Singers Ready for Their Close-Up in Western Movies! – Elvis Presley

Back in the mid-1950s, Elvis Presley shocked parents across the country with his expressive swivel-hip moves. Outrage was so vocal that by his third appearance on The Ed Sullivan Show, he was censored from the waist down! On the other hand, teens and young adults broke free of the structured conservative norms of the times and reacted to the flirty-eyed, sultry, deep-voiced singer by freely dancing, waving their arms, and screaming in a starstruck frenzy. Elvis was soon christened “The King of Rock and Roll.” He was a phenomenon of raw energy and charisma. Sinatra might have had the girls politely swooning, but Elvis incited the kind of hysterics that would become the new norm for fans, from the Beatles and the British Invasion to The Beach Boys, David Bowie, Billy Joel, all the way to today’s stars, such as Taylor Swift, and Beyonce: Audiences go wild.

Elvis Aaron Presley was born on January 8, 1935, in a two-room house in Tupelo, Mississippi. He had a twin brother, who was stillborn. Elvis grew up as an only child, and he was very close to his parents, especially his mother Gladys, who gifted him a guitar when he was 11 years old. In 1948, the family moved to Memphis, Tennessee. Already influenced heavily by the Gospel music he heard at church, now Elvis discovered other inspiring sounds that would eventually shape his unique style—country, and the African American R&B bands along Memphis’ historic Beale Street.

In 1954, just a year after graduating from high school, Elvis signed with Sun Records. A year later, in a deal negotiated by manager Colonel Tom Parker, Elvis’ contract was sold to RCA Records. The small-town boy would soon become an international sensation who would change the course of pop culture. In January 1956 RCA released Elvis’ single, “Heartbreak Hotel.” It went to number one in the U.S. Over the course of his career, Elvis sold over one billion records, earning him gold, platinum, and multi-platinum awards. He won three Grammys out of his 14 nominations. Among his many hits were “Hound Dog,” “Don’t Be Cruel,” “All Shook Up,” “Suspicious Minds,” and “Burning Love.”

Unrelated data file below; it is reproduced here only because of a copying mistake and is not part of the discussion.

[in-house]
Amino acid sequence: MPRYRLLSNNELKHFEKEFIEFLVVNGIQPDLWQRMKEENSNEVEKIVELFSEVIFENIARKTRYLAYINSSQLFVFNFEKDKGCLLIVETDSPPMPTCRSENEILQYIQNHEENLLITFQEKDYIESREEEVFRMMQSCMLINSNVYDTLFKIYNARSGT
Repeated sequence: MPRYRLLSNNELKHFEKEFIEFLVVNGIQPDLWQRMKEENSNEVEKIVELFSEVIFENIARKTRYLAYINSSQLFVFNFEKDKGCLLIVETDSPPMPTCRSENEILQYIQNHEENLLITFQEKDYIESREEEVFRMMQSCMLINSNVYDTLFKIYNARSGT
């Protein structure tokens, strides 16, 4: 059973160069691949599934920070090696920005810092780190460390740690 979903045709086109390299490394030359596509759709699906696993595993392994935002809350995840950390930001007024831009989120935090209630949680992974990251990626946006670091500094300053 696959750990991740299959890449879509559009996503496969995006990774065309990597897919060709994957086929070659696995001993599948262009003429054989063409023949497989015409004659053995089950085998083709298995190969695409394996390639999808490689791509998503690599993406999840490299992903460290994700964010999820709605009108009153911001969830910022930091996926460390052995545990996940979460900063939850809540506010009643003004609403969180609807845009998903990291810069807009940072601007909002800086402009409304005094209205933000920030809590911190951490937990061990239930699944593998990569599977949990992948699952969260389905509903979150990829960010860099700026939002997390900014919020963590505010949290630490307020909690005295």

Very early on, Elvis expressed interest in being a dramatic actor, following in the footsteps of his idols, James Dean and Marlon Brando. In 1956, Elvis made his film debut in the musical Western, Love Me Tender. The film’s original title was The Reno Brothers, but the movie title was changed when advance sales of Elvis’ record, “Love Me Tender” surpassed one million. Elvis starred in 33 films, including Jailhouse Rock, Kid Creole, G.I. Blues, Viva Las Vegas, and Roustabout.

Wanting to be taken seriously as an actor, Elvis asked for roles with fewer songs. He almost got his way with the 1960 Western, Flaming Star, but, coming off the success of G.I. Blues, 20th Century Fox execs were just too nervous to allow a musician, especially of Elvis’ stature, to not sing in a movie. They insisted on including four songs.

Dozens of hit musicals followed including Harum Scarum, the Western musical Frankie and Johnnie, and Double Trouble. In 1968, Elvis finally got his wish with the dramatic Western film, Charro!, notably the only movie starring Elvis in which he doesn’t sing on screen.

By 1973, his marriage to Priscilla was in shambles, his health was on the decline, and he struggled with addiction to prescription drugs, which brought him perilously close to death on several occasions. He lost that battle on August 16, 1977, when his girlfriend Ginger Alden, found him unresponsive on the bathroom floor at Graceland. He was later pronounced dead of cardiac arrest at Baptist Memorial Hospital. He was 42 years old.

Learn more about Elvis

The Elvis Presley Story | Pets of the Stars